The Ghost and the Darkness is a 1996 action/adventure/natural horror/thriller film starring Val Kilmer and Michael Douglas. Its based on the true story of John Henry Patterson's efforts to kill two man-eating lions while trying to build a railway bridge of the Tsavo river in East Africa.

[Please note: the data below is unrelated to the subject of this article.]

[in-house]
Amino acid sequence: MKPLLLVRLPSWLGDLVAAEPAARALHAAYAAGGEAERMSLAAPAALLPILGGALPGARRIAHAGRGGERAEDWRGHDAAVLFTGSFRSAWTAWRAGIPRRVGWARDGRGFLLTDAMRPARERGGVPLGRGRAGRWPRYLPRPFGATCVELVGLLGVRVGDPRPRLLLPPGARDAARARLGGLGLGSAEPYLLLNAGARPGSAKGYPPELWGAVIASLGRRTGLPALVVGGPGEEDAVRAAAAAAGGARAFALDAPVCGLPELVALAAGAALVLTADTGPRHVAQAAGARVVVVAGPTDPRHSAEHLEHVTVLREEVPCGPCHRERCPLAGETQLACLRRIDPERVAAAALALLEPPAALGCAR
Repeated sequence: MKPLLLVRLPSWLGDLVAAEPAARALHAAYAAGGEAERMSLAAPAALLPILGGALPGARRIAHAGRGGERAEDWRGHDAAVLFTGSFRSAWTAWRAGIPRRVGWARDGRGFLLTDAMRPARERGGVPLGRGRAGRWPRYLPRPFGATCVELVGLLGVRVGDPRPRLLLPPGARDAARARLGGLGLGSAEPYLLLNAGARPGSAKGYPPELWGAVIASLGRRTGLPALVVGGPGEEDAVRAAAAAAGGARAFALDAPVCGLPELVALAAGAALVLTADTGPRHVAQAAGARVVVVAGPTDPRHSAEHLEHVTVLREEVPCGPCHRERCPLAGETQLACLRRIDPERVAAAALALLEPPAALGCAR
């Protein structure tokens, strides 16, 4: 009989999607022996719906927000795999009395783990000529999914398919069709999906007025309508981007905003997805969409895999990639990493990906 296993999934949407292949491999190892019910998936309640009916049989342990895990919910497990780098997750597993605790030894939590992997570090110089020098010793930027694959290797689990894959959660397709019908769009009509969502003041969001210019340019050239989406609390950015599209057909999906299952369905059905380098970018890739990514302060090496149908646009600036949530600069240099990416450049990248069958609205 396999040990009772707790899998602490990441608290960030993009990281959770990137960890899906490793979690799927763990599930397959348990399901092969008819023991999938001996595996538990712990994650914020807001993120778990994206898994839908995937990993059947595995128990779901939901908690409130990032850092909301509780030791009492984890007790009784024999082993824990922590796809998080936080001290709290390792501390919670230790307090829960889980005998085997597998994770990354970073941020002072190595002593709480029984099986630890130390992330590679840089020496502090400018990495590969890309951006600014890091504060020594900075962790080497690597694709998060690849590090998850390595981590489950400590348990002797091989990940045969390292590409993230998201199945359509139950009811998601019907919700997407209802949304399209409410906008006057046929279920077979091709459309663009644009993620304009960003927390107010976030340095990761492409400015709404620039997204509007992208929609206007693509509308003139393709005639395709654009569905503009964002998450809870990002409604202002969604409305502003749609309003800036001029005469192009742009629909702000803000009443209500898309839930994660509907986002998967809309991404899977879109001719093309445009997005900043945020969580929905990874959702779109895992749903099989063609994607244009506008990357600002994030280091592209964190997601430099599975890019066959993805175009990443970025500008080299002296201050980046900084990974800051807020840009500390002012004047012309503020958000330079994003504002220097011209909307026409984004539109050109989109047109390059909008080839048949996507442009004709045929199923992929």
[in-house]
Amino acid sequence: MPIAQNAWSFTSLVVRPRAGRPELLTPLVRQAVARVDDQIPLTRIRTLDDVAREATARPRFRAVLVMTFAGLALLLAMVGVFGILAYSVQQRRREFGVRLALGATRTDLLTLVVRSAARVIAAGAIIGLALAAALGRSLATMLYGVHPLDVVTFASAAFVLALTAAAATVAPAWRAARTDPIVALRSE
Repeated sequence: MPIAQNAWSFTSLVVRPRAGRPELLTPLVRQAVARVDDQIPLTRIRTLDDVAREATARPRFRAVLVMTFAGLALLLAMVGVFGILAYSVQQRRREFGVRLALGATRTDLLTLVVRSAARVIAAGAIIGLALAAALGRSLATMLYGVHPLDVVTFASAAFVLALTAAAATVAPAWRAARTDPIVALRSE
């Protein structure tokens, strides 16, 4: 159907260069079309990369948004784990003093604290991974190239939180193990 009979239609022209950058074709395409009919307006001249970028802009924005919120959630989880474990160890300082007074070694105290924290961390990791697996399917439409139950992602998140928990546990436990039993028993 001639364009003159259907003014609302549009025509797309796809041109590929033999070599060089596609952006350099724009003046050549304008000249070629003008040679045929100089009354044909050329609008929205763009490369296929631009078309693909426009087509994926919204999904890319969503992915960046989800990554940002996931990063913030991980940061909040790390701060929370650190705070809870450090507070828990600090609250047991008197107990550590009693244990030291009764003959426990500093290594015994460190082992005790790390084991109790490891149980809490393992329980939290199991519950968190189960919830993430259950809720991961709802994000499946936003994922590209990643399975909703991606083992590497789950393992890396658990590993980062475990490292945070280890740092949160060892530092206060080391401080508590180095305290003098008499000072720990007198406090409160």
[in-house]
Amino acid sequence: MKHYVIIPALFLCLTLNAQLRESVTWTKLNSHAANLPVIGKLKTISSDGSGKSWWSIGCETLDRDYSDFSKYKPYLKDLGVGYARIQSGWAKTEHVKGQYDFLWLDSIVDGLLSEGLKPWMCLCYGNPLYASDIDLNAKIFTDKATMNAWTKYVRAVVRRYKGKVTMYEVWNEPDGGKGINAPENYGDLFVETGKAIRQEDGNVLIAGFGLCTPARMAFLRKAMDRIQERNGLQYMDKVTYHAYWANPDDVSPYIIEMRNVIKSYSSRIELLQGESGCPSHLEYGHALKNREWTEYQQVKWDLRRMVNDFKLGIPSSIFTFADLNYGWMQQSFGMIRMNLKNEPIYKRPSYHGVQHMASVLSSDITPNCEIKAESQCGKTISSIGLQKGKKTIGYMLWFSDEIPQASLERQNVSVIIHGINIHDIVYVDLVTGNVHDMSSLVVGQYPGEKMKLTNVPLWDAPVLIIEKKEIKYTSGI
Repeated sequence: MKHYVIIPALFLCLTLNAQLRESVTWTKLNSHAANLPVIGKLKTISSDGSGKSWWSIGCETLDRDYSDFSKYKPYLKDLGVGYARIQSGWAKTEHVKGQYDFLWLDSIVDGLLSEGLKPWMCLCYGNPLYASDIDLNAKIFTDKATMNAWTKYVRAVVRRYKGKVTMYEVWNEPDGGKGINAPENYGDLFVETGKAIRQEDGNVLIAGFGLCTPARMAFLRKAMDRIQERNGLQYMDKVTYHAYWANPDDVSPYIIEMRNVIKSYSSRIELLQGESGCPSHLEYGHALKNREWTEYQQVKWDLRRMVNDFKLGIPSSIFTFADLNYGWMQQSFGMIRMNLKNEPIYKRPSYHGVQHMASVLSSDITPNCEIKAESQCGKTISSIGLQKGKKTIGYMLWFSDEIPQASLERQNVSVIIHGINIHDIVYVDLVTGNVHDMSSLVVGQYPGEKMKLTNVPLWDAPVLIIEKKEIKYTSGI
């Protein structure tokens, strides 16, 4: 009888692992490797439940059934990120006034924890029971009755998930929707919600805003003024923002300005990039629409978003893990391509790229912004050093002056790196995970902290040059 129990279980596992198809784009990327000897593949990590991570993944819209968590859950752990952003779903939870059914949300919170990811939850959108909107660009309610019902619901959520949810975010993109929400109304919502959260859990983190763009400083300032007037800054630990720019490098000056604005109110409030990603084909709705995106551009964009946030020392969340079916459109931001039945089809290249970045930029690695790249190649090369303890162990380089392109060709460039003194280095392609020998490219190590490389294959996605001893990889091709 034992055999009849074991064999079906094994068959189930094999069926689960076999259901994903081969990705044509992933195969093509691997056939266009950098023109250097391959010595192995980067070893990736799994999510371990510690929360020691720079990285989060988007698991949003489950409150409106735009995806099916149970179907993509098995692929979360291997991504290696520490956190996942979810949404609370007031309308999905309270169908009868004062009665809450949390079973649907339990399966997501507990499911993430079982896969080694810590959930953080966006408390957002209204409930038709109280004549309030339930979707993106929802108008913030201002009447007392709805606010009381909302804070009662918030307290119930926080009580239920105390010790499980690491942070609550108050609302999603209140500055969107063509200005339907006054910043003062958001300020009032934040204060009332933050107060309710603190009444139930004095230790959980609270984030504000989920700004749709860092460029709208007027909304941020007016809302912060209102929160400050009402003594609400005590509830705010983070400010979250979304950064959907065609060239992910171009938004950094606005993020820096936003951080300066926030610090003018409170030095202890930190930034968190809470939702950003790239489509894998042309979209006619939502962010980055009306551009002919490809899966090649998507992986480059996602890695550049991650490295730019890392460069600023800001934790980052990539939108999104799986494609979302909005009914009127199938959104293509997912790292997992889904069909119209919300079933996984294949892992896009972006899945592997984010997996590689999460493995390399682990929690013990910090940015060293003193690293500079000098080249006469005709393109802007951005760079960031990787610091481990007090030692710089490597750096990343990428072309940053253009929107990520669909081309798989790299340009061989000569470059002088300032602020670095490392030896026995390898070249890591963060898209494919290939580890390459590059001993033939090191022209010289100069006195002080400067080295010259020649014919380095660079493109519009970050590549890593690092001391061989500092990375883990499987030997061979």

Colonel John Henry Patterson, a military engineer and hunter, arrives in London and meets with his employer, Robert Beaumont, a knight, who instructs him to build a bridge over the Tsavo river in East Africa, and be finished in five months, ahead of the Germans and French. Though his wife is three months pregant, she encourages Patterson to go to Africa, as he had always wanted to see it. When he arrives, Patterson is met by Angus Starling, who accompanies him to the bridge site, where he meets Samuel, the muslim trusted by all the workmen. There, Patterson learns of a man-eating lion's presence, which he kills that night with one shot, earning the trust of his workmen. During the next nine weeks, the bridge is steadily built much faster than normal, thanks to the help of Mahina, Patterson's foreman, who he deeply admires. Bad luck soon strikes, as another man-eating lion appears one night and kills Mahina, leaving the other workmen in a state of terror. Patterson fails to kill the lion the following night, and it kill another. Abdullah, the leader of the workmen, begins to doubt Patterson, but they work together and prevent further death for a week. One day soon, however, the man-eater attacks in broad daylight, and just when Patterson is about to kill, a second one appears and kills Starling, before the pair make good their escape. The killing continues steadily, all the way up to thirty victims, before the work force try to leave on the day Robert Beaumont arrives, with Patterson convincing Abdullah to make them stay. Beaumont, displeased with how things are, threatens to ruin Patterson's reputation and fire him if he has to return because of how things are, but tells him he will contact the legendary big-game hunter Charles Remington to assist him with the man-eaters. Patterson's efforts continue to fail, with the victim count rising to over forty. Remington arrives and saves Patterson's life from the angered Abdullah and his workmen.